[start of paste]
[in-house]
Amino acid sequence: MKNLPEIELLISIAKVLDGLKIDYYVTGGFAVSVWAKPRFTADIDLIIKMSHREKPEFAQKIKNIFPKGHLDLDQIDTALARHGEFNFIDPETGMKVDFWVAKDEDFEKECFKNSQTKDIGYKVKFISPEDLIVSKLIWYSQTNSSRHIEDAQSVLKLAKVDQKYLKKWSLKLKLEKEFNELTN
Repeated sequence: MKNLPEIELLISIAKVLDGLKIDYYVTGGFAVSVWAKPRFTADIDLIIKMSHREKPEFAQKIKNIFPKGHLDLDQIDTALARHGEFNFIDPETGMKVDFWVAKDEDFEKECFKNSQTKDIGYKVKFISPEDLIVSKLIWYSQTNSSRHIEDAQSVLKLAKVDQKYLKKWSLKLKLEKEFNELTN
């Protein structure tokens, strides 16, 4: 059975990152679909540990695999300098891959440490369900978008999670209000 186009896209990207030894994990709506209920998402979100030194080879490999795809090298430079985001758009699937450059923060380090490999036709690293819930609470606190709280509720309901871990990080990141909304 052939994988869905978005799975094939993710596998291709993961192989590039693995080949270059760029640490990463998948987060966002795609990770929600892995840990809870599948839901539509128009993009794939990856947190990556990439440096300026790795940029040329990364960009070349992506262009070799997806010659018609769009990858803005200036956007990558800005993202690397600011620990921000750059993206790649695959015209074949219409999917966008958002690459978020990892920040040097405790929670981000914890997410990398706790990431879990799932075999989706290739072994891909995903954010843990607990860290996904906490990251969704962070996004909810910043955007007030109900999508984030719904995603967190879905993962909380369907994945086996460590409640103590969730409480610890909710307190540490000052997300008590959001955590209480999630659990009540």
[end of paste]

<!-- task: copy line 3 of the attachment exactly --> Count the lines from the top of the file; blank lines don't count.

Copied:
Repeated sequence: MKNLPEIELLISIAKVLDGLKIDYYVTGGFAVSVWAKPRFTADIDLIIKMSHREKPEFAQKIKNIFPKGHLDLDQIDTALARHGEFNFIDPETGMKVDFWVAKDEDFEKECFKNSQTKDIGYKVKFISPEDLIVSKLIWYSQTNSSRHIEDAQSVLKLAKVDQKYLKKWSLKLKLEKEFNELTN